Commitments of a Divided Self: Narrative, Change, and Autonomy in Korsgaard's Ethics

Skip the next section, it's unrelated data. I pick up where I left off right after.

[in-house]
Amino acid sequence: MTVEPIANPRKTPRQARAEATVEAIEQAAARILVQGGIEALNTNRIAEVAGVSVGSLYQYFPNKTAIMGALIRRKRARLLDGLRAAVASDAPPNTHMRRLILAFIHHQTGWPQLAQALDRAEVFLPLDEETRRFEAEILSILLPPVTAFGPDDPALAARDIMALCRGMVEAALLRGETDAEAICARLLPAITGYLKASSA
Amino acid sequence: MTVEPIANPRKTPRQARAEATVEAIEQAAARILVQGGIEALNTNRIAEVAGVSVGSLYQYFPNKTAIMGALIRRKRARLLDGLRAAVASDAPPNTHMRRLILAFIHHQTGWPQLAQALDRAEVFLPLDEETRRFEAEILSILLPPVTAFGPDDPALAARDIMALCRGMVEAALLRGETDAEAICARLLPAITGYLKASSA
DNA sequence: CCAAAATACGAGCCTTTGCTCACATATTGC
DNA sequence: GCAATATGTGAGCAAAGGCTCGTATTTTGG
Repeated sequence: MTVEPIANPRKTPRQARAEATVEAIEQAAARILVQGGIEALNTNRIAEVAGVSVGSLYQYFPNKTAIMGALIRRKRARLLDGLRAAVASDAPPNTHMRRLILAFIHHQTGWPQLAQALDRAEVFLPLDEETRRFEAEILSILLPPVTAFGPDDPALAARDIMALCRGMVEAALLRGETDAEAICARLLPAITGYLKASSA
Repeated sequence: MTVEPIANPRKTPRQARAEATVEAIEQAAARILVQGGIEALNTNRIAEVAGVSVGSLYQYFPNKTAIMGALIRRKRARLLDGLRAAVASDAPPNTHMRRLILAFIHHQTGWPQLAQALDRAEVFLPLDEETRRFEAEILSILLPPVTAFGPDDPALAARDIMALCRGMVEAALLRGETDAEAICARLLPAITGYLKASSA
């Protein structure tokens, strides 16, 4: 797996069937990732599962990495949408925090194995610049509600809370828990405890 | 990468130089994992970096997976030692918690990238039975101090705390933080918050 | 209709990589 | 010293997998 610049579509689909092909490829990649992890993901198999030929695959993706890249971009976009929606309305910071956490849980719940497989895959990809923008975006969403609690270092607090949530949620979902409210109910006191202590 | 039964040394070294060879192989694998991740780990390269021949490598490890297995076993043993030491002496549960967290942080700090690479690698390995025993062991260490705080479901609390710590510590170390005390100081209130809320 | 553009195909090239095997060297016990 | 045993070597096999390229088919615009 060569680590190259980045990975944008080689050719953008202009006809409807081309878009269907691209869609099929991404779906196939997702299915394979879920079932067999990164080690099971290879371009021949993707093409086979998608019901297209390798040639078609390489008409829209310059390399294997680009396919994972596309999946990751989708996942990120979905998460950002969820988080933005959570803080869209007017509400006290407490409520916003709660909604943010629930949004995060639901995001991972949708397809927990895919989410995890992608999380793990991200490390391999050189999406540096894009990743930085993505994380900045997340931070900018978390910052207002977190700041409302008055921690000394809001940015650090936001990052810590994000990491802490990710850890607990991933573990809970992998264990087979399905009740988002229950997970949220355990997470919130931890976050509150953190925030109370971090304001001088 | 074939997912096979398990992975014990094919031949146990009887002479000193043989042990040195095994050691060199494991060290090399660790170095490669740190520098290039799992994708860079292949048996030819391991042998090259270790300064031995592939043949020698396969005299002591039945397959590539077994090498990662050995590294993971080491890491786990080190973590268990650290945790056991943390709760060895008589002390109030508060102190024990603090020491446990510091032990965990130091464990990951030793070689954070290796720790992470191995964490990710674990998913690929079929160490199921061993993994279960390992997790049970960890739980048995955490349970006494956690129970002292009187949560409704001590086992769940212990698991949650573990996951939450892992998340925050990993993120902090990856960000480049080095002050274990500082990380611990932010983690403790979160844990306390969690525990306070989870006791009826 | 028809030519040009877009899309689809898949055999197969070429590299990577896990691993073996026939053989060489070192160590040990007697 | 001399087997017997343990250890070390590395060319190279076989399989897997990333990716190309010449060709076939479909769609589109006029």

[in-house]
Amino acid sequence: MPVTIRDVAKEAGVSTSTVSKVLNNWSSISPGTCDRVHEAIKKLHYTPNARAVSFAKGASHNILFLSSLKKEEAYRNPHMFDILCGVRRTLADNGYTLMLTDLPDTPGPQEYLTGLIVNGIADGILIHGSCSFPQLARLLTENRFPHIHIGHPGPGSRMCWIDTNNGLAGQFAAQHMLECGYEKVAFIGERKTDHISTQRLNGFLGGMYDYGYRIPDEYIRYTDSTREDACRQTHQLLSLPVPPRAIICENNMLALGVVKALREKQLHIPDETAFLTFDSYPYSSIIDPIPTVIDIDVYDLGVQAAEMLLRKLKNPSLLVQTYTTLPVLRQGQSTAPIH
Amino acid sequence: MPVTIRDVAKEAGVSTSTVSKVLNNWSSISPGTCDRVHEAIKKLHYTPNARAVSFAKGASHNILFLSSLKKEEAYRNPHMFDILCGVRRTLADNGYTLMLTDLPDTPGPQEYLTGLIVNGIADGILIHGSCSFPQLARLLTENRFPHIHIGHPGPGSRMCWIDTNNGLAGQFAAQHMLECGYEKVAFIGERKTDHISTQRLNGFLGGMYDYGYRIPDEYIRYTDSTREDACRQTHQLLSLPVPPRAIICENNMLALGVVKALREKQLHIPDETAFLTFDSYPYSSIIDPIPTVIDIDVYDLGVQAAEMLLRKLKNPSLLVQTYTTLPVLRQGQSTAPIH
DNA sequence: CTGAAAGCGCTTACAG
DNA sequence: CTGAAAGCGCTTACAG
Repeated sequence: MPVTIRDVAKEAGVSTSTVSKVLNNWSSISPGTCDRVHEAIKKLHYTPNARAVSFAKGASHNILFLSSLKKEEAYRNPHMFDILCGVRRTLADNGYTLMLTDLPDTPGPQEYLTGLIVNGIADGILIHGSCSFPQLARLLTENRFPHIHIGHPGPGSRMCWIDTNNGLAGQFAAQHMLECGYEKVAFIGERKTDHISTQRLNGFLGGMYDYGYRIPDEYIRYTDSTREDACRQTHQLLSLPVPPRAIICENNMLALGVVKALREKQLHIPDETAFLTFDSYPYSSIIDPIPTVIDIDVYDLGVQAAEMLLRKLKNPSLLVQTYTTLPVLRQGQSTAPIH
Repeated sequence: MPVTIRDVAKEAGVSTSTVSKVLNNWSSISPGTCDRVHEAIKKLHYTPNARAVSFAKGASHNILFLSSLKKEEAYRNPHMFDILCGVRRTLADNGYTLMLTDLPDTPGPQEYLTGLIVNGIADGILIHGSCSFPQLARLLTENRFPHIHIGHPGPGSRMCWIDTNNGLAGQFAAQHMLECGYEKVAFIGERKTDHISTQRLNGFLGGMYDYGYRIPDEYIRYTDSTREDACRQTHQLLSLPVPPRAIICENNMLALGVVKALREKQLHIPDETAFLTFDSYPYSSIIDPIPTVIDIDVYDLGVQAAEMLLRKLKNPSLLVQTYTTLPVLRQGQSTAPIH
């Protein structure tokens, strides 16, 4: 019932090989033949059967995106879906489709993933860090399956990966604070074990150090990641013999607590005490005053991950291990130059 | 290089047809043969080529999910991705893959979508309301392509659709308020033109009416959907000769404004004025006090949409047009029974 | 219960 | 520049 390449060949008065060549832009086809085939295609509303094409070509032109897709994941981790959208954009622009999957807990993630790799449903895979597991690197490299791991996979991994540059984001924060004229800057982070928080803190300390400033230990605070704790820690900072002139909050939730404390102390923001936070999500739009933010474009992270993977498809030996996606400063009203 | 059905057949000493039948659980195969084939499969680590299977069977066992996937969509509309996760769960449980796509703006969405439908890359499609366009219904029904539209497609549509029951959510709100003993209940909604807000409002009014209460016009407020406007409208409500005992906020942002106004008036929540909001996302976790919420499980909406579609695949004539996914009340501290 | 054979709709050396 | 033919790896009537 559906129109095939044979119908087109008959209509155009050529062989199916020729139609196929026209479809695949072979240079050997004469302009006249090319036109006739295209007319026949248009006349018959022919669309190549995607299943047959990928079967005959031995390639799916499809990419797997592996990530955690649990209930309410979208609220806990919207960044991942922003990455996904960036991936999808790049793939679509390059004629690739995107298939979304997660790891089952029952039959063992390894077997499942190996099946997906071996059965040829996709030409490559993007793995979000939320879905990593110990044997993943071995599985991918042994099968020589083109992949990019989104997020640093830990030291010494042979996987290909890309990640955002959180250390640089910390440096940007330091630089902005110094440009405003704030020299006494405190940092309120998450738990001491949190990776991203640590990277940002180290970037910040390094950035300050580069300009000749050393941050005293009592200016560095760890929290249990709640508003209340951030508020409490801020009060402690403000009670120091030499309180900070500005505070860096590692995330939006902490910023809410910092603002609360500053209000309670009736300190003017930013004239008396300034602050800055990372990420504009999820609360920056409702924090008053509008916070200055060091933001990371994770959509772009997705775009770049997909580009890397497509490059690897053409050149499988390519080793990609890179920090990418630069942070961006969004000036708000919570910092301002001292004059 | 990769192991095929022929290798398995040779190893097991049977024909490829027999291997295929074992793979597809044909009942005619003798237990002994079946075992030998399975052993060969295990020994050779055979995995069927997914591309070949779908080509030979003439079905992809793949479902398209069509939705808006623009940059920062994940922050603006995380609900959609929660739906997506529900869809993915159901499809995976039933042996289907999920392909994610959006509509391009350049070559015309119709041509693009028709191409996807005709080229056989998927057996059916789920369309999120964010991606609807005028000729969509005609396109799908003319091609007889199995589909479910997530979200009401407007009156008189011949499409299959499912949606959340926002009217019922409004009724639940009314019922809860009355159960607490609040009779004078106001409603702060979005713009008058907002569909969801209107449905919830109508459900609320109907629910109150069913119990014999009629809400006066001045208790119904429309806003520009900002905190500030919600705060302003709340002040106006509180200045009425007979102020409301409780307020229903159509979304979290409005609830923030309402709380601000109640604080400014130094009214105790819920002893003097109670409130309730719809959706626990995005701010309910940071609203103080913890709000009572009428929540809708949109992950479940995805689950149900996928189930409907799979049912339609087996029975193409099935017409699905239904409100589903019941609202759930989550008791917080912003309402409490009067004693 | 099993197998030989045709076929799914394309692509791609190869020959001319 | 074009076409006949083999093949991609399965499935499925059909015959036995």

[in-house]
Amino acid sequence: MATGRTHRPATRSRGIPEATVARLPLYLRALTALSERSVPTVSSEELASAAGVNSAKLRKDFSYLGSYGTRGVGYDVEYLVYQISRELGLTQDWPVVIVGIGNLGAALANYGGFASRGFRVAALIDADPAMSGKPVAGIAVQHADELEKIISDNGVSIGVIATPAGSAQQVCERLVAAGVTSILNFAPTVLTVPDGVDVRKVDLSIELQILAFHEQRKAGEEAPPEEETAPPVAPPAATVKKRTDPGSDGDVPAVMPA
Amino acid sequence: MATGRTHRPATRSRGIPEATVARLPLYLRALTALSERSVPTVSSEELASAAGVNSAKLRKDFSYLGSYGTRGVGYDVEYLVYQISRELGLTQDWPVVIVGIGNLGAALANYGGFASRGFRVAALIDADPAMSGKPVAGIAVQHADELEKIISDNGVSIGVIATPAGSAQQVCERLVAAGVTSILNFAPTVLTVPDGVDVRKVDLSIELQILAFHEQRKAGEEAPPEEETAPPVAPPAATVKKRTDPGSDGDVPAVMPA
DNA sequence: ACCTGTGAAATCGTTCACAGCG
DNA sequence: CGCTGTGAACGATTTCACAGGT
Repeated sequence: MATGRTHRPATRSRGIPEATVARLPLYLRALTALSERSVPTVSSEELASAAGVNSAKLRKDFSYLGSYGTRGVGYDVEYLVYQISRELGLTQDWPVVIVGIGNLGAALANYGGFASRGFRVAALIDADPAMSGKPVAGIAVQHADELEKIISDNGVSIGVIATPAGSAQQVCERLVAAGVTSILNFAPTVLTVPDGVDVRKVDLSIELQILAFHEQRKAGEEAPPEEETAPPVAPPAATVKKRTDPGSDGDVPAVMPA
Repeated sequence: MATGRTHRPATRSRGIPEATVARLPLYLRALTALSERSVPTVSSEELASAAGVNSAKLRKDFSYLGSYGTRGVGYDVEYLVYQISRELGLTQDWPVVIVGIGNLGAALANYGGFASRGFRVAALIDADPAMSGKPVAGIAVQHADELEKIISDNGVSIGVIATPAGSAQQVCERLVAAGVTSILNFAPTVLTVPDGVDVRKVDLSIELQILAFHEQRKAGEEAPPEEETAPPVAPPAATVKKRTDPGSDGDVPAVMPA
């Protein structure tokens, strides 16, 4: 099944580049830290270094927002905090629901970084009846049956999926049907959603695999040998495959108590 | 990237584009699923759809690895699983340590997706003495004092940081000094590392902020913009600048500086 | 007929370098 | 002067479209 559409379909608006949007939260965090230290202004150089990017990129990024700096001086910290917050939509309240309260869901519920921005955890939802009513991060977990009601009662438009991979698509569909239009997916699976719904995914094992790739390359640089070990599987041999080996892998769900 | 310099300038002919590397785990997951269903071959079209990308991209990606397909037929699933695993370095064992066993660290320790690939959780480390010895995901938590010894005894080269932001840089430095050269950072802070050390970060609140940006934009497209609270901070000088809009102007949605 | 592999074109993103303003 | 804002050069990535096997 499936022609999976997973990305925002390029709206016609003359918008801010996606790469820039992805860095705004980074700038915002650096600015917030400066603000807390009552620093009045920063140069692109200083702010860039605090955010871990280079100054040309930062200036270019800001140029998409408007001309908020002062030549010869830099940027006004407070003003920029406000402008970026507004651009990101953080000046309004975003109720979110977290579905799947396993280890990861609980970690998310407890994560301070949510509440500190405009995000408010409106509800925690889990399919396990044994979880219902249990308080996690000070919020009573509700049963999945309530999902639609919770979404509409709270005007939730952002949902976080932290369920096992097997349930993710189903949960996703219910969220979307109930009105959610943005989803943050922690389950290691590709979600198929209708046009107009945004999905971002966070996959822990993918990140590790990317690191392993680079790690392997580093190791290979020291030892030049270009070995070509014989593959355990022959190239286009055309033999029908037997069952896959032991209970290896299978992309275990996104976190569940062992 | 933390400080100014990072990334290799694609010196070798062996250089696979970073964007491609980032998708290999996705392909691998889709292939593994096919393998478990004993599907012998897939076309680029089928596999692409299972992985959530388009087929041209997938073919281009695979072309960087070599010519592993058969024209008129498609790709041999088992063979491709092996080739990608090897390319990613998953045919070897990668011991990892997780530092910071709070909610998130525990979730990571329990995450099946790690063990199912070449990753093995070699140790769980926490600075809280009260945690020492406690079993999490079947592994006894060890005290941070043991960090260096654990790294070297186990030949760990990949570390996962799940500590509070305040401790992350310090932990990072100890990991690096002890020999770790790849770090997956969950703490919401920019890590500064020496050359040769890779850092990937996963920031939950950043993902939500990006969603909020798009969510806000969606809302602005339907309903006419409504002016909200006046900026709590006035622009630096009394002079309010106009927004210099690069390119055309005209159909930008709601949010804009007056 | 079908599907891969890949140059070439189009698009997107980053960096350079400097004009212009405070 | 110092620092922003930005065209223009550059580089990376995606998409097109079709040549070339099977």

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Christine Korsgaard attempts to reinterpret Kantian ethics in a way that might alleviate Bernard Williams’ famous worry that a man cannot save his drowning wife without determining impartially that he may do so. She does this by dividing a reflective self that chooses the commitments that make up an agent’s practical identity from a self defined as a jumble of desires. An agent, she then argues, must act on the commitments chosen by the reflective self on pain of disintegration. Using Harry Frankfurt’s emphasis on love as a final end, I argue that disintegration as motivation is not a more acceptable motivation than impartiality and so does not adequately address Williams’ criticism. I also argue that the idea of a divided self either leads to an infinite regress or to an implausible description of how our commitments evolve and change. To make this last claim, I discuss a case from John Updike’s novel 'In the Beauty of the Lilies.'
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